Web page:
Food Politics

by Marion Nestle
Sep 16 2019

Industry-funded study of the week: whole grains

Here’s another study where I guessed its funder from its title.

Everyone knows whole grains are healthy and recommended.  Why do this study?  Maybe it helps to have more evidence?

Once you know the funder, you can also guess what the study will show.

To wit:

Whole Grain Wheat Consumption Affects Postprandial Inflammatory Response in a Randomized Controlled Trial in Overweight and Obese Adults with Mild Hypercholesterolemia in the Graandioos Study.  Hoevenaars FPM, et al. The Journal of Nutrition, 2019: nxz177, https://doi.org/10.1093/jn/nxz177

Objective: “The health impact of WGW [whole grain wheat] consumption was investigated by quantification of the body’s resilience, which was defined as the ‘ability to adapt to a standardized challenge.’”

Method: “A double-blind RCT [randomized control trial] was performed with overweight and obese…men (= 19) and postmenopausal women (= 31) aged 45–70 y, with mildly elevated plasma total cholesterol…who were randomly assigned to either 12-wk WGW (98 g/d) or refined wheat (RW).”

Conclusion: “Twelve-week 98 g/d WGW consumption can promote liver and inflammatory resilience in overweight and obese subjects with mildly elevated plasma cholesterol.”

Funding: “Supported by the public private partnership entitled “Combining innovation with tradition: improving resilience with essential nutrients and whole wheat bread,” financed by Topsector Agri & Food (TKI-AF 12083). This project was sponsored by TNO roadmap Nutrition and Health and co-funded by Cereal Partners Worldwide, the Dutch Bakery Center, and GoodMills Innovation GmbH. The funders of the study had no role in the study design, data collection, analysis, and interpretation, nor the preparation of the manuscript.”

Comment: As I keep saying (see Unsavory Truth), funders do not have to be involved.  Their influence starts from the get-go, and usually shows up in the way the research question is asked, as seen in this example.  This study is not about finding out about how whole wheat affects health (basic science); it is about demonstrating benefits from whole wheat consumption (marketing).  I’m in favor of eating more whole wheat, rather than refined, but wish food companies selling whole grains would stay out of conflicted research.

Sep 13 2019

Weekend reading: how farm subsidies really work

The Environmental Working Group does a good job of tracking government payments to agricultural producers.  This makes fascinating reading.

The EWG documents what is happening with the bailout program intended to insulate farmers from the effects of the trade war with China.

Here is a question to ponder over the weekend:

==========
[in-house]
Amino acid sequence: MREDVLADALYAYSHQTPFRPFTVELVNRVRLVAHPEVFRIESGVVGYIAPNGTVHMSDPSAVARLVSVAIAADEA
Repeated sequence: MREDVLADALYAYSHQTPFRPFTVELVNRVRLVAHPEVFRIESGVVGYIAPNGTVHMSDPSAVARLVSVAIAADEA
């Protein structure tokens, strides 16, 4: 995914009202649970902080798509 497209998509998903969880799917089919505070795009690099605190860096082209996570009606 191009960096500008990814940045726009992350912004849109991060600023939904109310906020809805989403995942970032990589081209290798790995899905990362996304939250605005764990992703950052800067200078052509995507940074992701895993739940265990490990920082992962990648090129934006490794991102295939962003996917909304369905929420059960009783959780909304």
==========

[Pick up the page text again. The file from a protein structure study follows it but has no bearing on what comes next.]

Q: Who benefits from these payments?

A: Trump campaign advisors, of course.

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Sep 12 2019

FoodNavigator-USA’s articles on food litigation

Food law used to be so boring that hardly any law schools taught anything about it.  Now it’s a hot topic.  To understand why, take a look at FoodNavigator-USA’s collection of articles, titled Food in the dock: Food & beverage litigation 

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Sep 11 2019

USDA’s Nutrition Education programs

I was astounded to learn that the USDA spends more than $900 million a year on nutrition education since I can hardly recall seeing any of it.

But now we have a Government Accountability Office (GAO) analysis of USDA’s expenditures on nutrition education.

The GAO says that USDA does not:

  • Coordinate its nutrition education efforts
  • Use the expertise of USDA nutritionists
  • Make nutrition education a priority
  • Have leadership with responsibility for nutrition education
  • Share information across sub-agencies and avoid duplicating efforts
  • Assign nutrition education experts to appropriate sub-agencies

No big surprise here—I’ve been hearing such complaints since I worked for the government in the late 1980s—but it’s good to see them documented.

Most of the report is about nutrition education for participants in WIC, SNAP, and other nutrition assistance programs.

Note that there is no line budget for promotion of the Dietary Guidelines for Americans, a statement of of federal nutrition policy, or for MyPlate, a food guide directed at the general public.  Funds to promote these documents have to be authorized by Congress.

Note also that while $900 million seems like a lot of money, it is considerably below what companies like McDonald’s and Coca-Cola each spend on advertising every year.

Sep 10 2019

Death by backyard chicken?

The CDC reports that more than 1000 people have been infected with a toxic form of Salmonella, almost certainly from contact with backyard poultry.

Among these cases of illness, 23% are among children under the age of 5 years.